At one time the now vacant lots on the south side of Commercial Ave., near the Mill St. intersection, were the site of thriving business buildings. Two frame buildings with tall, square fronts, typical of the era, were built about 1875. The names of the builders and the first merchants are not known, but perhaps a reader can provide more intormation.
Abram Callner, mentioned in the July column, owned the building on the east at about the turn of the century. He was known to have a junk shop in the alley and at one time he and his wife, Eleanor, were the managers of a dry goods store about a block east.
Hermoine Thompson Tillman, the last surviving child of pioneers Oliver and Carlinda Surprise, was the operator of a millinery shop at that old frame building. She was born in Lowell and died in New York in 1974 at the age of 105.
Her nephew, Harold Love of Lowell, recalls that she loved to dance and went to square dances at the age of 100. Her grandfather, 1833 pioneer Peter Surprise, was also still dancing at age 100, and boasted that none could keep up with him 'dancing the jig.'
Charles Bird Viant and his wife, Ida Berg Viant, purchased the restaurant business near the intersection from Dewey Childress in 1925. Their establishment was a popular eatery for about two decades. At one time, Bird was manager of the old Grand Theatre that stood on the corner of Jefferson and Clark Sts., just north of the Pilcher Publishing Co. offices.
The theatre building was torn down in October of 1935, and some of the material was used to build a county garage on Globe drive, a building that is now a part of the Globe Roofing complex.
Viant was the grandson of John W. Viant, a Lowell businessman in the 1850's and the builder of a three-story building at the corner of Clark St. and Commercial Ave., destroyed in the big fire of 1898.
Bird was blamed for placing a sarcastic sign at the outskirts of town that read "Drink Nature's Tonic, Lowell's Sulphur Water," probably painted by his sign painter father Fred Viant. Bird worked for a Chicago newspaper for some years, and was Town Marshall of Lowell for four years during World War Two, until his death in June 1945. The Old Timer remembers well the fancy white uniform he wore for special occasions.
A.B. Hayhurst was also the owner of a restaurant in that building, as well as several other locations in the Town of Lowell. He was born in Chicago in 1898, lived in Lowell for thrty-nine years, and then moved to Ft. Wayne, where he died in 1976. He was a veteran of World War I.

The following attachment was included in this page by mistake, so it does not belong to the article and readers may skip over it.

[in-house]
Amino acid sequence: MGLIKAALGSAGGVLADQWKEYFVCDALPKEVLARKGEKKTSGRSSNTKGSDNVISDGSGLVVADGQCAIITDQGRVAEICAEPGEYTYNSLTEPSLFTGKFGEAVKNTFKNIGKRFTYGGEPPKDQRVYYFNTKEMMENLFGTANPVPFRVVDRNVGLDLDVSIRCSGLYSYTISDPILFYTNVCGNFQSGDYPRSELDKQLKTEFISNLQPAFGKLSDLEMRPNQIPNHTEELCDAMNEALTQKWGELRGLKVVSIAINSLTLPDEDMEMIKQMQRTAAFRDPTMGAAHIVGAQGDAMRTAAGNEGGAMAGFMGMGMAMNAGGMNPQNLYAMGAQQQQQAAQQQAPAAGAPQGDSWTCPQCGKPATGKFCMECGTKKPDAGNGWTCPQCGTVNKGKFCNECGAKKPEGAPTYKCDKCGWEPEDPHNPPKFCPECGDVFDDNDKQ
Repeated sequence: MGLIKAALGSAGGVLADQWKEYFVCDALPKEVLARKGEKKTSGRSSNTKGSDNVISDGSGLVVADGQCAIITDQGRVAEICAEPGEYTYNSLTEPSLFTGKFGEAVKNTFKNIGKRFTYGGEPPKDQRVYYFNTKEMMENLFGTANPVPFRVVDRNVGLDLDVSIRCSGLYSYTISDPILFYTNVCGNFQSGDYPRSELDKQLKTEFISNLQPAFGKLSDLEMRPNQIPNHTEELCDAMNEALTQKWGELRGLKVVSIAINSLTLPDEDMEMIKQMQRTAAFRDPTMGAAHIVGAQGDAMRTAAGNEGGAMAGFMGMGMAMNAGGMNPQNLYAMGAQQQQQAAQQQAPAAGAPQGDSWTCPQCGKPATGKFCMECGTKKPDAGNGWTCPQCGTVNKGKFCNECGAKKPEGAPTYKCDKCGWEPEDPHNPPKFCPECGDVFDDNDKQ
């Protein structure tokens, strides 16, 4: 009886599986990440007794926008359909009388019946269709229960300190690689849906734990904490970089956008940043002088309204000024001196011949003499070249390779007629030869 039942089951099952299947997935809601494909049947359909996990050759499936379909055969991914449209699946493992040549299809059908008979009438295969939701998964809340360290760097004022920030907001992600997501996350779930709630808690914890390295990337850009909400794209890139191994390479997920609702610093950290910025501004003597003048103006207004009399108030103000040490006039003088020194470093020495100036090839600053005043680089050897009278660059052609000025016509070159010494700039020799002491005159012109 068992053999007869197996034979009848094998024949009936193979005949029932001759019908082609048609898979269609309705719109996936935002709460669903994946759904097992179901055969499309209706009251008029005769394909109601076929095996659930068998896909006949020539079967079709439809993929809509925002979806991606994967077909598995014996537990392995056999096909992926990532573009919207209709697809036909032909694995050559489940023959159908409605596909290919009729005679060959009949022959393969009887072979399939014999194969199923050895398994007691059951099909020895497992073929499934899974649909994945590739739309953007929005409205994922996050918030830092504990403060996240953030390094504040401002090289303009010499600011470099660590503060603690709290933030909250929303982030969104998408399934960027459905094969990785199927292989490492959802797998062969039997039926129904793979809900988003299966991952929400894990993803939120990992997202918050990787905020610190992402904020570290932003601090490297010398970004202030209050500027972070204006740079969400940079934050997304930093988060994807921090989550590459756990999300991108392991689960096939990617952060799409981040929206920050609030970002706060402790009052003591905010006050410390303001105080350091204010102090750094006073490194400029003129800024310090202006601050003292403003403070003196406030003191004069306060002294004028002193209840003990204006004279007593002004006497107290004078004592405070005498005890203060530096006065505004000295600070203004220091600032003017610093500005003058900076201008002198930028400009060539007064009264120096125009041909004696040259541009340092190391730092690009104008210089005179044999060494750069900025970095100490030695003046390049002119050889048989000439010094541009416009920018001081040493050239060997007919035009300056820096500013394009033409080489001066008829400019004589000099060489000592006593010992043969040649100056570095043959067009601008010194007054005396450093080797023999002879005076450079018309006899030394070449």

Time took its toll, however; the old worn out building was torn down and none has taken its place.
The old building that was to the west of the restaurant also served many different enterprises. It was once the Crown Tavern, owned by Louis Berg, Sr., for about ten years. Berg was one of Lowell's postmasters.
His daughter, Agnes Berg Eich, recalls that the family lived above the tavern for a time, but during the big fire of 1898 lived in the house that was next door to the Lowell Tribune office.
She told how she, a little girl of five, watched with horror as the flames consumed most of the business buildings of the north side of Commercial Ave. She recovered soon enough to join other youngsters afterwards in going through the ashes looking for souvenirs. Her brother, Louis Berg, Jr., also became a Lowell businessman on the north side of Commercial Ave.
For several years, George Kimmet, one of Lowell's busiest businessmen, was the owner of the frame building, and managed a variety store there called "The Fair."
He was born in Bettsville, Ohio, and came to Lowell in 1890 from Tiffin, Ohio. He established a grocery store in a frame building on the present site of the B and G Carpet store, formerly Grant Brothers Department Store.
He also had a department store in 1899, and in the early years of the 1900's started Lowell's first five-and-ten-cent store. He also ran an ice house for a few years.
In 1927, Kimmet retired to his home on Halsted Street and became an ardent gardener on the banks of Cedar Creek.
He married Elizabeth Schutz, and they were the parents of seven children, all graduates of the Lowell High School. During the Lowell Centennial celebration in 1952, he was hailed as the oldest ex-business man, and he claimed then to have been a subscriber of 'The Lowell Tribune' for 67 years. He passed away in 1956 at the age of 91.
Some of the prices in the old 1905 advertisements for the "Fair": Men's work shirts, 25 cents; Overalls, 50 cents; Set of violin strings, 15 cents; Wash tubs, 65 cents; 12 boxes matches for only 10 cents; and your choice of ladies' or men's hose for only 10 cents.
L.W. "Billy" Brown later bought the store and called it "Brown's Bazaar." He was a veteran of World War I, and a well-known businessman in Lowell for many years. He later became assistant manager of the Sears Roebuck and Co store in downtown Lowell.
In 1925 the advertisement for the Bazaar featured brooms for 47 cents; fly swatters for a dime; window shades for 69 cents; kiddies coveralls, 95 cents; and straw hats for everyone at the low price of 15 cents. Brown, who passed away over a year ago, was always very interested in his community and in his church.
The old building housed several kinds of business endeavors later, including a pool hall, a bowling alley and Frick's Recreation Center, before being torn down.
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